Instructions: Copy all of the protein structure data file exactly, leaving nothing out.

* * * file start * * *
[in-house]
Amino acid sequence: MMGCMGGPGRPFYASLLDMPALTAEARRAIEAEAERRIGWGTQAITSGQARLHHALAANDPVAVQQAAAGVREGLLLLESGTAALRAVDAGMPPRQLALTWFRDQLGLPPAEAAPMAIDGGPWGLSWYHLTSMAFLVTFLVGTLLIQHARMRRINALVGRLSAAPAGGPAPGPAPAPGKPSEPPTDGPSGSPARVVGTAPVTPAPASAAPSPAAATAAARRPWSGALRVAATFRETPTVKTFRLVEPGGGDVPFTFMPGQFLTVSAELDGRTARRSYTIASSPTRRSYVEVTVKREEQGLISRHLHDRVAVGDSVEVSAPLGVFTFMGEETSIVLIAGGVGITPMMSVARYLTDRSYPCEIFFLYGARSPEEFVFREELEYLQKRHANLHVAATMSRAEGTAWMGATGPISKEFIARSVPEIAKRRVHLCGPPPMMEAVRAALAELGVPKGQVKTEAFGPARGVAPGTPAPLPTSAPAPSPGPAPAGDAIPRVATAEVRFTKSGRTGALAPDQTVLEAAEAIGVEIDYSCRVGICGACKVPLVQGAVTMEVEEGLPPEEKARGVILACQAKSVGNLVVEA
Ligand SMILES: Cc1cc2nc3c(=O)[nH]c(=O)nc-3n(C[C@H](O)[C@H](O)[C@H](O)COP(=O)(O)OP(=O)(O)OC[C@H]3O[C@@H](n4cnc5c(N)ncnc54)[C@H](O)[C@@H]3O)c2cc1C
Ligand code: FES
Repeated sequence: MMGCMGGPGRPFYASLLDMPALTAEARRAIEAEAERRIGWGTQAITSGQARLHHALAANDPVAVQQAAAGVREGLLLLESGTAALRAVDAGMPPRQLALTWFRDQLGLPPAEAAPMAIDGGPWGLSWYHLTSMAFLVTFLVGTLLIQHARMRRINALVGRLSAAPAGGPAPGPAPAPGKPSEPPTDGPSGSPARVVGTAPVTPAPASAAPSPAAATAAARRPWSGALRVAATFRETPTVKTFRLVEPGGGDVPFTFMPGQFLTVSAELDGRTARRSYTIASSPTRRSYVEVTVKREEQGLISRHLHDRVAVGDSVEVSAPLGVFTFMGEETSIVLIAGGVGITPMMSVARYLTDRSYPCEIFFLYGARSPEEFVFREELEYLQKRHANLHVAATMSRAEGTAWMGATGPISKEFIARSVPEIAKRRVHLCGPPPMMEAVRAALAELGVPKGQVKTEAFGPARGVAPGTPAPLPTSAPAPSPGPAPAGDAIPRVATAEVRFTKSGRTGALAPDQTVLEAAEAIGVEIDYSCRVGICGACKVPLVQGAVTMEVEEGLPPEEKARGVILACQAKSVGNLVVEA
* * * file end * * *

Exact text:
[in-house]
Amino acid sequence: MMGCMGGPGRPFYASLLDMPALTAEARRAIEAEAERRIGWGTQAITSGQARLHHALAANDPVAVQQAAAGVREGLLLLESGTAALRAVDAGMPPRQLALTWFRDQLGLPPAEAAPMAIDGGPWGLSWYHLTSMAFLVTFLVGTLLIQHARMRRINALVGRLSAAPAGGPAPGPAPAPGKPSEPPTDGPSGSPARVVGTAPVTPAPASAAPSPAAATAAARRPWSGALRVAATFRETPTVKTFRLVEPGGGDVPFTFMPGQFLTVSAELDGRTARRSYTIASSPTRRSYVEVTVKREEQGLISRHLHDRVAVGDSVEVSAPLGVFTFMGEETSIVLIAGGVGITPMMSVARYLTDRSYPCEIFFLYGARSPEEFVFREELEYLQKRHANLHVAATMSRAEGTAWMGATGPISKEFIARSVPEIAKRRVHLCGPPPMMEAVRAALAELGVPKGQVKTEAFGPARGVAPGTPAPLPTSAPAPSPGPAPAGDAIPRVATAEVRFTKSGRTGALAPDQTVLEAAEAIGVEIDYSCRVGICGACKVPLVQGAVTMEVEEGLPPEEKARGVILACQAKSVGNLVVEA
Ligand SMILES: Cc1cc2nc3c(=O)[nH]c(=O)nc-3n(C[C@H](O)[C@H](O)[C@H](O)COP(=O)(O)OP(=O)(O)OC[C@H]3O[C@@H](n4cnc5c(N)ncnc54)[C@H](O)[C@@H]3O)c2cc1C
Ligand code: FES
Repeated sequence: MMGCMGGPGRPFYASLLDMPALTAEARRAIEAEAERRIGWGTQAITSGQARLHHALAANDPVAVQQAAAGVREGLLLLESGTAALRAVDAGMPPRQLALTWFRDQLGLPPAEAAPMAIDGGPWGLSWYHLTSMAFLVTFLVGTLLIQHARMRRINALVGRLSAAPAGGPAPGPAPAPGKPSEPPTDGPSGSPARVVGTAPVTPAPASAAPSPAAATAAARRPWSGALRVAATFRETPTVKTFRLVEPGGGDVPFTFMPGQFLTVSAELDGRTARRSYTIASSPTRRSYVEVTVKREEQGLISRHLHDRVAVGDSVEVSAPLGVFTFMGEETSIVLIAGGVGITPMMSVARYLTDRSYPCEIFFLYGARSPEEFVFREELEYLQKRHANLHVAATMSRAEGTAWMGATGPISKEFIARSVPEIAKRRVHLCGPPPMMEAVRAALAELGVPKGQVKTEAFGPARGVAPGTPAPLPTSAPAPSPGPAPAGDAIPRVATAEVRFTKSGRTGALAPDQTVLEAAEAIGVEIDYSCRVGICGACKVPLVQGAVTMEVEEGLPPEEKARGVILACQAKSVGNLVVEA